Asian markets were mixed on Wednesday despite record closing highs on Wall Street, with Tokyo stocks ticking higher after the government delayed a planned sales tax hike as Japan tipped back into recession.
Hong Kong slipped 0.32 percent, Sydney dipped 0.36 percent and Seoul was down 0.24 percent while Shanghai traded flat.
But Tokyo gained 0.23 percent after Prime Minister Shinzo Abe on Tuesday called for early elections to seek a mandate for delaying next year's sales tax increase and his economic policies.
"Abe's actions were in line with market expectations, which had been building for several days," said Eiji Kinouchi, chief technical strategist at Daiwa Securities.
"Historically, the market tends to rise between the time elections are declared and when the vote actually occurs, and foreign investors, importantly, appear to be embracing the decision," Kinouchi told Dow Jones Newswires.
Abe's announcement came after data Monday showed the Japanese economy was in recession, hammered by a sales tax hike in April.
On Wall Street on Tuesday, the Dow Jones Industrial Average climbed 0.23 percent and the S&P 500 rose 0.51 percent to close at fresh records following solid economic data from Germany and the United States.
Investment sentiment in the eurozone's biggest economy rebounded in November, a survey showed Tuesday.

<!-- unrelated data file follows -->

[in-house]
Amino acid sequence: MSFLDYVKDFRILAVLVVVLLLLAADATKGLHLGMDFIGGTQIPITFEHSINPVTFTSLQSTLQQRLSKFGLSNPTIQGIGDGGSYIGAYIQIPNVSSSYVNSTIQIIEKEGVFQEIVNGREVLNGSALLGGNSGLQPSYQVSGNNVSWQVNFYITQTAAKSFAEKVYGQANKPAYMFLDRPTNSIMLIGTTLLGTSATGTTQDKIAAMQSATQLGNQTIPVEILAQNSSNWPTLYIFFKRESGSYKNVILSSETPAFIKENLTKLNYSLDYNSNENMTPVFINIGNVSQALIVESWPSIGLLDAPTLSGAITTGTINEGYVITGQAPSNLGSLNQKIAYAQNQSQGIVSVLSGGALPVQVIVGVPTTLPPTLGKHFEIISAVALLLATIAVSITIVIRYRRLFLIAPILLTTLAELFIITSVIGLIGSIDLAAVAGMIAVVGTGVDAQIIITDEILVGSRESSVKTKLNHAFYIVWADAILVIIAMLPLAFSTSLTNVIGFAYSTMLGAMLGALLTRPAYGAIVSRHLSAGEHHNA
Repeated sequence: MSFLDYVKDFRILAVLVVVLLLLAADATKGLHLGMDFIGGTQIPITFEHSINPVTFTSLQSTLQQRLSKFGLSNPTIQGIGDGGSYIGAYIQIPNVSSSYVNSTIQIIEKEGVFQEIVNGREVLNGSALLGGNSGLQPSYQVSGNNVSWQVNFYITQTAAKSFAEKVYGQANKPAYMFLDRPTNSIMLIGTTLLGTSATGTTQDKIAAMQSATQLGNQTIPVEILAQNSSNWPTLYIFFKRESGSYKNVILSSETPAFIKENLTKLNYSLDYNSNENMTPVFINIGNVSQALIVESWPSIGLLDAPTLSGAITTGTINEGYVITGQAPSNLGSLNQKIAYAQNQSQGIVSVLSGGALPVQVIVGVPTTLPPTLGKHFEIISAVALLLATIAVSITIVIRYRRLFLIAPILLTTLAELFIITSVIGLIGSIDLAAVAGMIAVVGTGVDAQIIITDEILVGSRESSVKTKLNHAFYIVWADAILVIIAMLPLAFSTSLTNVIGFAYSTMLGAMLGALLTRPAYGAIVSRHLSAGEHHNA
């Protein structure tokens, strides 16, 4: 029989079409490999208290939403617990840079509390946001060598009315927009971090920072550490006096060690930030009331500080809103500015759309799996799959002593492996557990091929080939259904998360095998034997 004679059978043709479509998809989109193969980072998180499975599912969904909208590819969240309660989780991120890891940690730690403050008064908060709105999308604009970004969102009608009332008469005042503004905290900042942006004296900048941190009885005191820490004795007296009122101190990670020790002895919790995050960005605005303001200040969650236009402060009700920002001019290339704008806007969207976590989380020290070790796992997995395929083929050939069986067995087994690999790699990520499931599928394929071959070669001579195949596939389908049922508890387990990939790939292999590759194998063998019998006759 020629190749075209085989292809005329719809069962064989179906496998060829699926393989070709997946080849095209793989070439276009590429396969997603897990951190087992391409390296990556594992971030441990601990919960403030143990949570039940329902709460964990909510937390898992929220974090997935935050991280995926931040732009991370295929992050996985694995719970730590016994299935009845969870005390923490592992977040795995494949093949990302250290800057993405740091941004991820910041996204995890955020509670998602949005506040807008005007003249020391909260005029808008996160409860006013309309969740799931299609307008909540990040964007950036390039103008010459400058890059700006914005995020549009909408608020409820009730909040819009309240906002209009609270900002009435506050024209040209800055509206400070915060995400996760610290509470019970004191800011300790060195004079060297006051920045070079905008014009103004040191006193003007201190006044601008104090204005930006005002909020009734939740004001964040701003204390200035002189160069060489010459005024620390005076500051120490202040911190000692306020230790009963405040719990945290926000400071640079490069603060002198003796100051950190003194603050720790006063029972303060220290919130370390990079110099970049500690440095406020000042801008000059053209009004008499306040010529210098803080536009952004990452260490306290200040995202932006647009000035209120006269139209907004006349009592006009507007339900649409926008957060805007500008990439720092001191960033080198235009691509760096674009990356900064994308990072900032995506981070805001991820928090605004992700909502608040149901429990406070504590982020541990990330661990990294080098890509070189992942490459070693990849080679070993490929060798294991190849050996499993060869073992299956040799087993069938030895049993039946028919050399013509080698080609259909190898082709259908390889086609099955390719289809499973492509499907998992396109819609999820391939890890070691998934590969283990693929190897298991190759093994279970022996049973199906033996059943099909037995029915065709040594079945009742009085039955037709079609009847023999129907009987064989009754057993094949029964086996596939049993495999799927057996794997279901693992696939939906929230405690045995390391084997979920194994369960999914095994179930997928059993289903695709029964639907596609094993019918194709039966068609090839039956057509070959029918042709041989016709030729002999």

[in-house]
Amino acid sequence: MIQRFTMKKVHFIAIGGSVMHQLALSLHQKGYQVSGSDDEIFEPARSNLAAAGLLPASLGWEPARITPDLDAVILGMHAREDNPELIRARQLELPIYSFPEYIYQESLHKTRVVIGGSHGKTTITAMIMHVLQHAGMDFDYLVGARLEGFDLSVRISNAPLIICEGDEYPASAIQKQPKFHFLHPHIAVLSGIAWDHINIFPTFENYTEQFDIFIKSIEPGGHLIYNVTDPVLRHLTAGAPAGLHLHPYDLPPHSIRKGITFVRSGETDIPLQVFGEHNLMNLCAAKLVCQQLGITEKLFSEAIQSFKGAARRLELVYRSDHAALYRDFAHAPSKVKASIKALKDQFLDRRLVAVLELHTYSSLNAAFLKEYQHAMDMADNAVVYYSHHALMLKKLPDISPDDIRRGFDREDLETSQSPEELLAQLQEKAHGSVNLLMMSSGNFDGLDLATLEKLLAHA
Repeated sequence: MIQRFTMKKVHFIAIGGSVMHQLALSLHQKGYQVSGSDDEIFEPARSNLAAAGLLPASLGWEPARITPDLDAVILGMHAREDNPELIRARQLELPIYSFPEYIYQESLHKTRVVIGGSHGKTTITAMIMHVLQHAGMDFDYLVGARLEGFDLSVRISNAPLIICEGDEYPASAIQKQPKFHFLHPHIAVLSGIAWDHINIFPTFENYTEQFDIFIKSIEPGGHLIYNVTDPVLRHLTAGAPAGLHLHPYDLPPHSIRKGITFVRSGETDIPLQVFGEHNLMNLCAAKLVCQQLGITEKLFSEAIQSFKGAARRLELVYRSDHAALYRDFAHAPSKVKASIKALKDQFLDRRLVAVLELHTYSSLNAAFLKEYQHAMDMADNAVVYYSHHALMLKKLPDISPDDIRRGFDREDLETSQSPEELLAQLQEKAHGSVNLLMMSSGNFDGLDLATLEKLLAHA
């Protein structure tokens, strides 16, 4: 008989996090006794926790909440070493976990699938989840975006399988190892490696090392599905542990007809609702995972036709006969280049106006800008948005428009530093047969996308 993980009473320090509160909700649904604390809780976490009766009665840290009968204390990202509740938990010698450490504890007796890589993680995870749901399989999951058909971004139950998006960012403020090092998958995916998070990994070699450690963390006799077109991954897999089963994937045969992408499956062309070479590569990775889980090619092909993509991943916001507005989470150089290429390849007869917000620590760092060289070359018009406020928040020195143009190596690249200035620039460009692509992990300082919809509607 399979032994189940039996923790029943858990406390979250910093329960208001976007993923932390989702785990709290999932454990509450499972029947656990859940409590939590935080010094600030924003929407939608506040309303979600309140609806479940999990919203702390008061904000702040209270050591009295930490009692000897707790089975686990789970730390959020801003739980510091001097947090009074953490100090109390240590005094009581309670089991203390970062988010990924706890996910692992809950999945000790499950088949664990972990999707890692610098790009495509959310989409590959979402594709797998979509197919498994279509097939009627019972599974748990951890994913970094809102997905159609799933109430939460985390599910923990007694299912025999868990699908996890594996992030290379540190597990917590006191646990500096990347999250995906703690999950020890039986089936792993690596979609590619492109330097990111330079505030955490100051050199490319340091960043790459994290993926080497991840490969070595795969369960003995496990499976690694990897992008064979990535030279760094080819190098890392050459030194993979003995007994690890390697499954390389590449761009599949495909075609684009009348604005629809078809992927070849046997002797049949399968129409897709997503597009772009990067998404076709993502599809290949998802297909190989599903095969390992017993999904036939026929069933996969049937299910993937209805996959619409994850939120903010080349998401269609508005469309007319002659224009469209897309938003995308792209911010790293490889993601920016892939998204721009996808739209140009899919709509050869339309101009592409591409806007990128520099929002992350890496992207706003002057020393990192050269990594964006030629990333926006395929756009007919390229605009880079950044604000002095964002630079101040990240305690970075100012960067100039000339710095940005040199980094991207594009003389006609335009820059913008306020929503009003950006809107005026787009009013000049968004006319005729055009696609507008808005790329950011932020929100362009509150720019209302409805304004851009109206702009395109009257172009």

After hitting a 22-month low in October, the widely watched investor confidence index calculated by the ZEW economic institute was back in positive territory in November, jumping to 11.5 points from minus 3.6 points the previous month.
The European single currency raced higher on the upbeat data, trading at $1.2523 and 146.68 yen from $1.2482 and 145.68 yen late Tuesday.
And in the United States, homebuilder confidence rose by four points to 58, according to the National Association of Home Builders/Wells Fargo Housing Market Index.
The dollar rose to 117.14 yen early Wednesday from 116.83 yen in New York Tuesday afternoon and 116.57 yen in Tokyo earlier Tuesday.
Oil prices were mixed. US benchmark West Texas Intermediate for January delivery fell 44 cents to $74.17 while Brent crude rose three cents to $78.50.
Gold was at $1,192.88 an ounce, compared with $1,202 late Tuesday.